Collective Action

Enraged tenants protest on Hamra Street

Angry tenants protested on Hamra Street in Beirut denouncing a surge in old low-rent buildings.

Head of the National Federation of Professional Syndicates and Unions (FENASOL) Castro Abdullah spoke condemning the situation.

"Tenants continue to suffer," he said. "Instead of demanding displaced people to leave, the government must work on making sure they aren't displacing their own people."

The Constitutional Council in March rejected a legal challenge backed by long-term tenants that sought to overturn a controversial law affecting rent controls.

The decision, which lifts a temporary halt on the new rent law passed last month and allows it to go into immediate effect, prompted tenants to take to the streets.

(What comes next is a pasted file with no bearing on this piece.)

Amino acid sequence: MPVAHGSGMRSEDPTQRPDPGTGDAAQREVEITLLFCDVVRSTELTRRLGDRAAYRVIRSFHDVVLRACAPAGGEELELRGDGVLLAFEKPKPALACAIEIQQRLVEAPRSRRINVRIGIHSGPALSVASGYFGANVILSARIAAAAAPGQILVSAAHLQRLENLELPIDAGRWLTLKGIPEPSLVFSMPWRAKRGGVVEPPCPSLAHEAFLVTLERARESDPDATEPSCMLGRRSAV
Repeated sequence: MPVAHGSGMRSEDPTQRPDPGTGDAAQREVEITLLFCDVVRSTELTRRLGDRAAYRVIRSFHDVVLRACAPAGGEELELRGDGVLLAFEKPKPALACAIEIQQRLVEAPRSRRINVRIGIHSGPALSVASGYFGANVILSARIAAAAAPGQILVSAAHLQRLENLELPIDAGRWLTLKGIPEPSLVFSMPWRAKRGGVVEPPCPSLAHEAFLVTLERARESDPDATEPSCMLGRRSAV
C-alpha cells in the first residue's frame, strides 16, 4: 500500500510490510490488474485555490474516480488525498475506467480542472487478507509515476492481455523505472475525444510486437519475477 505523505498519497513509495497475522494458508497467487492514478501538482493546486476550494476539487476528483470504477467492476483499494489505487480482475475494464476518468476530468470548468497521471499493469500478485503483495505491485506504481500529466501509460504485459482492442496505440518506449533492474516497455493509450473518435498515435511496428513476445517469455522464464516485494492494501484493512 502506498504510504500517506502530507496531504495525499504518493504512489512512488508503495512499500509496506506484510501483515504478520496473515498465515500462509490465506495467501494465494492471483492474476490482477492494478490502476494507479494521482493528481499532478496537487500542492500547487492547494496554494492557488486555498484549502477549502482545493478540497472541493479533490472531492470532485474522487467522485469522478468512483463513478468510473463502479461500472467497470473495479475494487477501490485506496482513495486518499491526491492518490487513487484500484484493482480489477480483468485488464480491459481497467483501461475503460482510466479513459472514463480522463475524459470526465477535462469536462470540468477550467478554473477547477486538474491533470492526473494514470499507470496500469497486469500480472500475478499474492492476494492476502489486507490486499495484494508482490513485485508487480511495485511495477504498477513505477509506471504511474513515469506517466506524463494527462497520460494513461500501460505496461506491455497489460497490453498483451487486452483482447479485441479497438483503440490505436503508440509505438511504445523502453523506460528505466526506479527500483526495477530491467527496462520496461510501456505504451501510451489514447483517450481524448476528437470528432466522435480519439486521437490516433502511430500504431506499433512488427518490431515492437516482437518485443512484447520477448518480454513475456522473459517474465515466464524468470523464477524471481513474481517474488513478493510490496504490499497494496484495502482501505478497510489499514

An estimated 200,000 apartments in the Beirut area leased prior to 1992 will be affected by the new law, which allows for an incremental increase in rent price.

Old lease agreements prevented landlords increasing rents or changing terms, meaning many renters were paying less than LL1 million ($670) a year and had significant protection from eviction.

The Constitutional Council’s decision was welcomed by property owners. “Everyone is relieved and has the feeling that justice has been done,” Joseph Zoghaib, president of the landlords syndicate, told The Daily Star. “They [the tenants] cannot squat our houses for free anymore.”

May 23, 2017
Actors/ Mobilising structures: 
Affected group (inc. NIMBY)
Multi-organisational field (collaboration, allies) : 
Labor Union / Syndicate
Mode of Action: 
Demands for rights/services
Protest of a policy/ governmental measure/ etc.
Cause/ Grievances/ Framing CA: 
Access to socio-eco rights
Injustice/Perceived injustice
Policy Grievances
Spatial characteristics: 
Location on the Lebanese territory
State response: 


Village Name: 
El Hamra
Local Name: 
Ras Beyrouth